“Good” World-building from a Consumer’s Perspective

by Monica Rivera Sosa

As someone who mainly reads fantasy, it’s become increasingly apparent that world-building is more important than we give it credit for. We must ask ourselves why we read these stories to begin with. For me, I turned to fantasy in the moments I most wanted to escape the mundane. What I want from a fantasy novel is an immersive and encapsulating experience in a world that feels concrete and thought-out, but I think the lines have been blurred as to what makes world-building good. 

World-building has often been imagined as a 3-step program for making an enriching society within  fantasy novels: 

Step 1. Establish the rules of this society 

Step 2. Establish the basic magic system (If any)

Step 3. Establish the politics or government of this world 

This a good template for world-building, but I consistently see authors present the bare minimum of these building blocks and go on to focus on the plot or the characters, leaving the immersion of the reader behind. Authors like Victoria Aveyard, Leigh Bardugo, and Hafsah Faisal spend years working their world building before they write a single word on the page. When we shift our priorities from meeting deadlines and putting out a book to actually crafting a riveting world, your readers will want to live in your writing forever. 

What I propose as a fantasy author’s audience is a set of questions and larger guidelines to follow. 

Does this world have a magic system/powers system? 

Oddly enough, not all fantasy novels have a magic system, but they can have mythical creatures and fantastical devices. You would need to decide if you want your story to be in the low fantasy  or the high fantasy genre. A low fantasy genre does not mean you cannot make your world memorable and alluring. Assuming your world does have a magic system, the next part is more intricate. Is the magic system elemental? Is it based on powers or magic objects/beings? Establish this magic system and all the laws behind the magic that is being used in this world. Now that you have a magic system with laws and precedents, you can decide how important or crucial the magic system is to the overall story. Do all the characters have magic? Is the conflict of the plot caused or influenced by the magic system?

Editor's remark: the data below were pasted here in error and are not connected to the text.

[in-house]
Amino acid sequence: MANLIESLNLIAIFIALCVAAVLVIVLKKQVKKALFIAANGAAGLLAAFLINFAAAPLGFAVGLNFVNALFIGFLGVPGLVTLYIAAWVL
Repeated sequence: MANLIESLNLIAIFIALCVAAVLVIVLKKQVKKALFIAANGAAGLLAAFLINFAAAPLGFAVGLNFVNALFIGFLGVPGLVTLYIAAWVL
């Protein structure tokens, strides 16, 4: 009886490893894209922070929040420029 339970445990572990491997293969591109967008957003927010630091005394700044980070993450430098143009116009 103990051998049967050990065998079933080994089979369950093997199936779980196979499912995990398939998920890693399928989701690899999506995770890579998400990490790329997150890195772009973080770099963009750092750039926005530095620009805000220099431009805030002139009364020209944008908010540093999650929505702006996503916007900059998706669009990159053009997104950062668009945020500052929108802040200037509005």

What government or system of leadership will be present in your story? 

This is your opportunity to have some realism or parallels to any real-world situations in your writing. If you want to make a statement or use symbolism in your story, this is one way to do it. If not, this could be the moment to make the government the most kooky, wacky thing from your wildest dreams. The key to both of these is details. If you give this government lore or hidden secrets that you can slip in later on in your story it gives it more dimension, especially if the governing body will have a bigger role in the plot. Personally, I love being able to go on a tangent to my non-reader friends about how convoluted and detailed the government and world is. A big trend in current fantasy and sci-fi is incorporating politics into the plot. Without getting too much into the actual books, The Cruel Prince trilogy by Holly Black is a very good example of this. The lore and inner workings of the kingdom and its rulers captivate that audience very well. 

What are the rules of this society? 

At this point we have magic and politics in this world, now we will establish what rules the people in this society need to follow. These can be unspoken rules that aren’t necessarily specified or they can be hard and fast rules that are punishable and made clear in the story. You can also make these rules part of the conflict. Maybe there’s a barrier through worlds that no one is allowed to pass through until…You get the point. Don’t confuse these rules with the other two components I mentioned. These don’t have to be as elaborate depending on the plot you choose to write out, but it is important to have a few rules to distinguish yourself from other fantasy novels and worlds. 

These three components together, when done well, create a unique elaborate experience for readers and author’s alike. As a reader, this is what I look for in books—escapism. The plot and story is one of the most important components to a fantasy novel, but if one of your goals is to create a captivating fantasy experience it’s important to not neglect the other components I have mentioned here. I look forward to entering all of your fantasy worlds someday. Happy writing!

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